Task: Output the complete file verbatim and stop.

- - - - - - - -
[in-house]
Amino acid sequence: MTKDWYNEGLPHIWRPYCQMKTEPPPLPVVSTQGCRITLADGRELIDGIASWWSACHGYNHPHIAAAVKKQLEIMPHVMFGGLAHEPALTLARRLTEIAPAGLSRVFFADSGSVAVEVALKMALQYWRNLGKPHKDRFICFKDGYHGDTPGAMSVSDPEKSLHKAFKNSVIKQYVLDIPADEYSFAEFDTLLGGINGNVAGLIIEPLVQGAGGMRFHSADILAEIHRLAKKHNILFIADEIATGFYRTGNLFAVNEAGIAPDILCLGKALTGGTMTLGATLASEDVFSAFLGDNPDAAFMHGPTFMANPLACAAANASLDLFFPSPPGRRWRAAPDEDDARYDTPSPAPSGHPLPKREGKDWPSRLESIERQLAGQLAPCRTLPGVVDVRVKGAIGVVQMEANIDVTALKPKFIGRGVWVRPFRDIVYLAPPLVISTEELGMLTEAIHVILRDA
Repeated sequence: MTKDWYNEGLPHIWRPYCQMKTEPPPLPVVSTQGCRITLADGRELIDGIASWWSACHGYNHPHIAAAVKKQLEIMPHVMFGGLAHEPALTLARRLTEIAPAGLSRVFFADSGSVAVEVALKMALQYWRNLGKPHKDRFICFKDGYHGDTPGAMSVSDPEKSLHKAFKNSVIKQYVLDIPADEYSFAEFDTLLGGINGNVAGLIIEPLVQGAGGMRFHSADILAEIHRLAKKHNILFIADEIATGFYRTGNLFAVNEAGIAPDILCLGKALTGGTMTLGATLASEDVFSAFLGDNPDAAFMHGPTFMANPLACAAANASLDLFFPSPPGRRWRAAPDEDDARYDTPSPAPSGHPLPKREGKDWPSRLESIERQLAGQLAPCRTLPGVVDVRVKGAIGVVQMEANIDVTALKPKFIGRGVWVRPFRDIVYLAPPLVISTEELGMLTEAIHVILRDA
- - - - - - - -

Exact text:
[in-house]
Amino acid sequence: MTKDWYNEGLPHIWRPYCQMKTEPPPLPVVSTQGCRITLADGRELIDGIASWWSACHGYNHPHIAAAVKKQLEIMPHVMFGGLAHEPALTLARRLTEIAPAGLSRVFFADSGSVAVEVALKMALQYWRNLGKPHKDRFICFKDGYHGDTPGAMSVSDPEKSLHKAFKNSVIKQYVLDIPADEYSFAEFDTLLGGINGNVAGLIIEPLVQGAGGMRFHSADILAEIHRLAKKHNILFIADEIATGFYRTGNLFAVNEAGIAPDILCLGKALTGGTMTLGATLASEDVFSAFLGDNPDAAFMHGPTFMANPLACAAANASLDLFFPSPPGRRWRAAPDEDDARYDTPSPAPSGHPLPKREGKDWPSRLESIERQLAGQLAPCRTLPGVVDVRVKGAIGVVQMEANIDVTALKPKFIGRGVWVRPFRDIVYLAPPLVISTEELGMLTEAIHVILRDA
Repeated sequence: MTKDWYNEGLPHIWRPYCQMKTEPPPLPVVSTQGCRITLADGRELIDGIASWWSACHGYNHPHIAAAVKKQLEIMPHVMFGGLAHEPALTLARRLTEIAPAGLSRVFFADSGSVAVEVALKMALQYWRNLGKPHKDRFICFKDGYHGDTPGAMSVSDPEKSLHKAFKNSVIKQYVLDIPADEYSFAEFDTLLGGINGNVAGLIIEPLVQGAGGMRFHSADILAEIHRLAKKHNILFIADEIATGFYRTGNLFAVNEAGIAPDILCLGKALTGGTMTLGATLASEDVFSAFLGDNPDAAFMHGPTFMANPLACAAANASLDLFFPSPPGRRWRAAPDEDDARYDTPSPAPSGHPLPKREGKDWPSRLESIERQLAGQLAPCRTLPGVVDVRVKGAIGVVQMEANIDVTALKPKFIGRGVWVRPFRDIVYLAPPLVISTEELGMLTEAIHVILRDA